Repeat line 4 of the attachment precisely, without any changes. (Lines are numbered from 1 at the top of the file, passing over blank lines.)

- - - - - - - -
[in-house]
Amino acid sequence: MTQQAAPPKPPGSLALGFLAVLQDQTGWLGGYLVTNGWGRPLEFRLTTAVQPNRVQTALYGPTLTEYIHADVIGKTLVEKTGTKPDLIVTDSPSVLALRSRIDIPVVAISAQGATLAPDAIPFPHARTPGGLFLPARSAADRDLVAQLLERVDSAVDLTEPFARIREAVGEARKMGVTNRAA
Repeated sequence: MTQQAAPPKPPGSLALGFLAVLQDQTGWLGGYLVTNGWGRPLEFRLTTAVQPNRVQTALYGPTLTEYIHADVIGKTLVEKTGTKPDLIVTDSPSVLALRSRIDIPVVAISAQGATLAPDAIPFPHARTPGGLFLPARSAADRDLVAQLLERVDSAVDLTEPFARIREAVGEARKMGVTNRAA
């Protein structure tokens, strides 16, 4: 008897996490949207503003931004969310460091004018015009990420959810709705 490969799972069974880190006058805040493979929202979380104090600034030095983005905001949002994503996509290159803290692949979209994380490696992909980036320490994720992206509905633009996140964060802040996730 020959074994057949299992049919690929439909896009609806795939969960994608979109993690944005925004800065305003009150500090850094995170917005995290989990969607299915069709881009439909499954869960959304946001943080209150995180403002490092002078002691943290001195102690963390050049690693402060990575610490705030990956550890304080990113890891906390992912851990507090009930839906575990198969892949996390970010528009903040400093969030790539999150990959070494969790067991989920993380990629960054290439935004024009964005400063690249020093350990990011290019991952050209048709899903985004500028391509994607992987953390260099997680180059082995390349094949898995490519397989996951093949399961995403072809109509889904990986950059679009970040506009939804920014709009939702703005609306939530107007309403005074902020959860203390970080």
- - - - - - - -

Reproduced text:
């Protein structure tokens, strides 16, 4: 008897996490949207503003931004969310460091004018015009990420959810709705 490969799972069974880190006058805040493979929202979380104090600034030095983005905001949002994503996509290159803290692949979209994380490696992909980036320490994720992206509905633009996140964060802040996730 020959074994057949299992049919690929439909896009609806795939969960994608979109993690944005925004800065305003009150500090850094995170917005995290989990969607299915069709881009439909499954869960959304946001943080209150995180403002490092002078002691943290001195102690963390050049690693402060990575610490705030990956550890304080990113890891906390992912851990507090009930839906575990198969892949996390970010528009903040400093969030790539999150990959070494969790067991989920993380990629960054290439935004024009964005400063690249020093350990990011290019991952050209048709899903985004500028391509994607992987953390260099997680180059082995390349094949898995490519397989996951093949399961995403072809109509889904990986950059679009970040506009939804920014709009939702703005609306939530107007309403005074902020959860203390970080």